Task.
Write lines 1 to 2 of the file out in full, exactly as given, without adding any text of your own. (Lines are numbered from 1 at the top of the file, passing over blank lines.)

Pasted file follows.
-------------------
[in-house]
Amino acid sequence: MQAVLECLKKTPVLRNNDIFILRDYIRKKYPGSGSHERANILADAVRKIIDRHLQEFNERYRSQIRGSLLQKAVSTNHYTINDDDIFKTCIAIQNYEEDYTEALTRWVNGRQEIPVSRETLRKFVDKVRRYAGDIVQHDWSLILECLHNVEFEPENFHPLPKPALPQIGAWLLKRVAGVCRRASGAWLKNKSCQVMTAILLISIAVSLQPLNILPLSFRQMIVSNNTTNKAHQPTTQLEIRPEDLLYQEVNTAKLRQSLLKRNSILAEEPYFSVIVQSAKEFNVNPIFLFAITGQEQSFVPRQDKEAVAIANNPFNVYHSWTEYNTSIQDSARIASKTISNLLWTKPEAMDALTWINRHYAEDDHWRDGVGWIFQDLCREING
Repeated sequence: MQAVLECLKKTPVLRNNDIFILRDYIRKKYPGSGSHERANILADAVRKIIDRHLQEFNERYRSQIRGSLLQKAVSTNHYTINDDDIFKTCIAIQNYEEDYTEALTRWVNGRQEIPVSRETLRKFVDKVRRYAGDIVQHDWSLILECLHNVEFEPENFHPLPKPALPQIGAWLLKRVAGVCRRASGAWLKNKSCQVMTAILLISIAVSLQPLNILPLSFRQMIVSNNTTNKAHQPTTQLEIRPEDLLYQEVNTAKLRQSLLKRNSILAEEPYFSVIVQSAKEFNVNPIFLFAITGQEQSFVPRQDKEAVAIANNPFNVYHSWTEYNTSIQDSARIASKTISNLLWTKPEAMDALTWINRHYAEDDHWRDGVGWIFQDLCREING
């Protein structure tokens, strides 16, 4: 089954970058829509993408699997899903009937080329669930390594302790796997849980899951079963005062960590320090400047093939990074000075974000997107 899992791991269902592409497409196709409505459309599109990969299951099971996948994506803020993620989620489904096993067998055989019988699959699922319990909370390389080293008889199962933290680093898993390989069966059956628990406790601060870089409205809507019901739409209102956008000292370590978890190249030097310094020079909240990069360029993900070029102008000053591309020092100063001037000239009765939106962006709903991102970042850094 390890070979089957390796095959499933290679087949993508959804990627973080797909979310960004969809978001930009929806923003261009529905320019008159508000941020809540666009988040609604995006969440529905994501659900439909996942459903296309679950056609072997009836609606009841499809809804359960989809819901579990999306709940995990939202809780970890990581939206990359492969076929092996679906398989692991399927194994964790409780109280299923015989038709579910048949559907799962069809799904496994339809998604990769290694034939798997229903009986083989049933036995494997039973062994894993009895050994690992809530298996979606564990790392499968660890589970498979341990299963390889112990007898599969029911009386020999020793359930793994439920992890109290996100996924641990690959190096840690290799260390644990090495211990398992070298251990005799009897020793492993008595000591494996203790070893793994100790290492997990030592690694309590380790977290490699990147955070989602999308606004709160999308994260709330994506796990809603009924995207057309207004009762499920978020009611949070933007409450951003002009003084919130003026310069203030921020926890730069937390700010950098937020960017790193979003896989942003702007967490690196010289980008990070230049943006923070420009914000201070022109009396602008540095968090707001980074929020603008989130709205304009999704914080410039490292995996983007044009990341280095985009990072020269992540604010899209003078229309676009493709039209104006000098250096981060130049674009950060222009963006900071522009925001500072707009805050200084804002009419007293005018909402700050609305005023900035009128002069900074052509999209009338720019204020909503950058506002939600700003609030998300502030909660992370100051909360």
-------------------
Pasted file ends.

[in-house]
Amino acid sequence: MQAVLECLKKTPVLRNNDIFILRDYIRKKYPGSGSHERANILADAVRKIIDRHLQEFNERYRSQIRGSLLQKAVSTNHYTINDDDIFKTCIAIQNYEEDYTEALTRWVNGRQEIPVSRETLRKFVDKVRRYAGDIVQHDWSLILECLHNVEFEPENFHPLPKPALPQIGAWLLKRVAGVCRRASGAWLKNKSCQVMTAILLISIAVSLQPLNILPLSFRQMIVSNNTTNKAHQPTTQLEIRPEDLLYQEVNTAKLRQSLLKRNSILAEEPYFSVIVQSAKEFNVNPIFLFAITGQEQSFVPRQDKEAVAIANNPFNVYHSWTEYNTSIQDSARIASKTISNLLWTKPEAMDALTWINRHYAEDDHWRDGVGWIFQDLCREING